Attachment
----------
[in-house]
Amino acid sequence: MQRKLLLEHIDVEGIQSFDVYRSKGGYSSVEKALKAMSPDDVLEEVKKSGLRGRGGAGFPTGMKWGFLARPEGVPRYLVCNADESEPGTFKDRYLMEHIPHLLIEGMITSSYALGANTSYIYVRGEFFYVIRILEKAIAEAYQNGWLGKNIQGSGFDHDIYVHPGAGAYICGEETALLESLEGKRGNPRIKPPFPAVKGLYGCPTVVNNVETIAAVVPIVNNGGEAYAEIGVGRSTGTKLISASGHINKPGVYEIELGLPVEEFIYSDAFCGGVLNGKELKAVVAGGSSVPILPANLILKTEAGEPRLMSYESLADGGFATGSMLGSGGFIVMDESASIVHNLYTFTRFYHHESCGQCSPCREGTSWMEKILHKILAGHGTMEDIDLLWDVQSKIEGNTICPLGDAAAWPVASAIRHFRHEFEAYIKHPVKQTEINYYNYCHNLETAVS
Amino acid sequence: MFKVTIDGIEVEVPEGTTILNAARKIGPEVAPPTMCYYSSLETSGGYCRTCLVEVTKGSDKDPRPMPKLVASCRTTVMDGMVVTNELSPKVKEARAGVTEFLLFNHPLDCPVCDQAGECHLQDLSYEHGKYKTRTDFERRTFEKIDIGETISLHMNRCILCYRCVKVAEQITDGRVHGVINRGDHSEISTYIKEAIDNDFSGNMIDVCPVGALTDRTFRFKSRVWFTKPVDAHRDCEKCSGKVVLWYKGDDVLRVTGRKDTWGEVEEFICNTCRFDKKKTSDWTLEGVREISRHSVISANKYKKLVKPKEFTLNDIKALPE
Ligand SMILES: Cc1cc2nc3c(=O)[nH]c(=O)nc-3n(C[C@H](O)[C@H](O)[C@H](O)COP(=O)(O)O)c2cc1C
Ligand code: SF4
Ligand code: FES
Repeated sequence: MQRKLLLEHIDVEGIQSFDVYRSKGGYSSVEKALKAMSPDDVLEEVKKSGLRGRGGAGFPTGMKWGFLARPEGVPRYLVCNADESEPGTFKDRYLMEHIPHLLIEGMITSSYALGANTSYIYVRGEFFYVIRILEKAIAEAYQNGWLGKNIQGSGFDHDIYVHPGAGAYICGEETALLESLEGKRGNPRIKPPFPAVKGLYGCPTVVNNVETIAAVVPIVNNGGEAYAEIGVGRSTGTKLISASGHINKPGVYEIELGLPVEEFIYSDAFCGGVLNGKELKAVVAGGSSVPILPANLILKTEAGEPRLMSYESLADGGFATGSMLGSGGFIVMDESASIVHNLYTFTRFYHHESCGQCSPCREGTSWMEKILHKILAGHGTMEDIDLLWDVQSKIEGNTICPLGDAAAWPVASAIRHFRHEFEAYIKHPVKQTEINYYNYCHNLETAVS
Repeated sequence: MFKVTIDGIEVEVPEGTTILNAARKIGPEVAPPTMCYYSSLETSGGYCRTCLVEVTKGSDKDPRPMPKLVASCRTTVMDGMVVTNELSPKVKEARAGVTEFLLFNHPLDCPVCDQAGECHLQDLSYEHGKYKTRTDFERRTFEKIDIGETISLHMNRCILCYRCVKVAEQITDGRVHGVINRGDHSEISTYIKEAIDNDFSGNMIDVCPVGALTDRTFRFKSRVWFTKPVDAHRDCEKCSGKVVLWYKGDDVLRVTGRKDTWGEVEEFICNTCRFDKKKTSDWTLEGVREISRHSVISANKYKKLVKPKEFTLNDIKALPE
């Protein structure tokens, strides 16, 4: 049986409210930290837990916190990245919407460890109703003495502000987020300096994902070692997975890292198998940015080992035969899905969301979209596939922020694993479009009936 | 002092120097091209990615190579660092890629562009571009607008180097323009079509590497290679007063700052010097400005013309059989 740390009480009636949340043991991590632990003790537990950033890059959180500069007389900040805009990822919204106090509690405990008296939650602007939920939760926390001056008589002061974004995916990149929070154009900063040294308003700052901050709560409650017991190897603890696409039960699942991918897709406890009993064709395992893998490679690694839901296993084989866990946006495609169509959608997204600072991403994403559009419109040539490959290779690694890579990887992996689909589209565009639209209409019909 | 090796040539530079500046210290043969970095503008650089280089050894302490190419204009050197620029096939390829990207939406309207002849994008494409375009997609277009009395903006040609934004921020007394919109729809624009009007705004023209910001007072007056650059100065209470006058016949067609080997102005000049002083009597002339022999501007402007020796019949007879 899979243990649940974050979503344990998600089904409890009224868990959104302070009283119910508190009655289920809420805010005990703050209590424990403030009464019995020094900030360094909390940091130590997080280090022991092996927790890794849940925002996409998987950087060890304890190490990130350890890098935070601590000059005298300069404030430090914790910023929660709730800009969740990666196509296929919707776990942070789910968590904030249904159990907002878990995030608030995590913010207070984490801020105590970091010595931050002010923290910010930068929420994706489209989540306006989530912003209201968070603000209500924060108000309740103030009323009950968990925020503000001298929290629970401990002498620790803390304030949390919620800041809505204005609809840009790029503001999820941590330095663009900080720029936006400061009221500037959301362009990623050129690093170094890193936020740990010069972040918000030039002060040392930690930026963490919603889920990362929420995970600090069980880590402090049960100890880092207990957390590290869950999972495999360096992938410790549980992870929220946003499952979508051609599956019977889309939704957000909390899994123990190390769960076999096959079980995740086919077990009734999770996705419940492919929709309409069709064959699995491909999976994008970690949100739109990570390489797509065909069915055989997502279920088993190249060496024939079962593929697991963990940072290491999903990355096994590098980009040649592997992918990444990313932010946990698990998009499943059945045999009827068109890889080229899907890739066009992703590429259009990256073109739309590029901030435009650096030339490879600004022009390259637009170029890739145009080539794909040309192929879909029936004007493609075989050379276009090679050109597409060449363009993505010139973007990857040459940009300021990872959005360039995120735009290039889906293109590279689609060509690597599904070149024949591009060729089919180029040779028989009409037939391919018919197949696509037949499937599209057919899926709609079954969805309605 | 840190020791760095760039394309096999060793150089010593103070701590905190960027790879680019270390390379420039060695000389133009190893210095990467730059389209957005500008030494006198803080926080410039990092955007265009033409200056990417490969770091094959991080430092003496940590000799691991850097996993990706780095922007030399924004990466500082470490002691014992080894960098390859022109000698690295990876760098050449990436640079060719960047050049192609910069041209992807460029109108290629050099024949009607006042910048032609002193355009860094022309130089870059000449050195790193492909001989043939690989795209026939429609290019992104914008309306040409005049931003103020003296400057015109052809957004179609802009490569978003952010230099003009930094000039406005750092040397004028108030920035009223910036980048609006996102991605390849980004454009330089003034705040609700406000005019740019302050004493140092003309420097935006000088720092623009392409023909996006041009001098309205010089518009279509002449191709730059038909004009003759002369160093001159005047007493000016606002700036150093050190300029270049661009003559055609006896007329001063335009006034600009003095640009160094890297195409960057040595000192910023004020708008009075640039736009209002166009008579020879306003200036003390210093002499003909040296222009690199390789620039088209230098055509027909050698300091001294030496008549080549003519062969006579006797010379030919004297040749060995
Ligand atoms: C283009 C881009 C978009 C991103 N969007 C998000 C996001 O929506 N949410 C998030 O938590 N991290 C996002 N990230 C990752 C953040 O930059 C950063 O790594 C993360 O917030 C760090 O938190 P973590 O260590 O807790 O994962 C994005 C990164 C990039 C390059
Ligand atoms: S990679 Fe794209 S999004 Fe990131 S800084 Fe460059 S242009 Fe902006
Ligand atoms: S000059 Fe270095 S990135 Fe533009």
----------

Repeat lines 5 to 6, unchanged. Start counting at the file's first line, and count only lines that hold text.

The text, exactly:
Ligand code: SF4
Ligand code: FES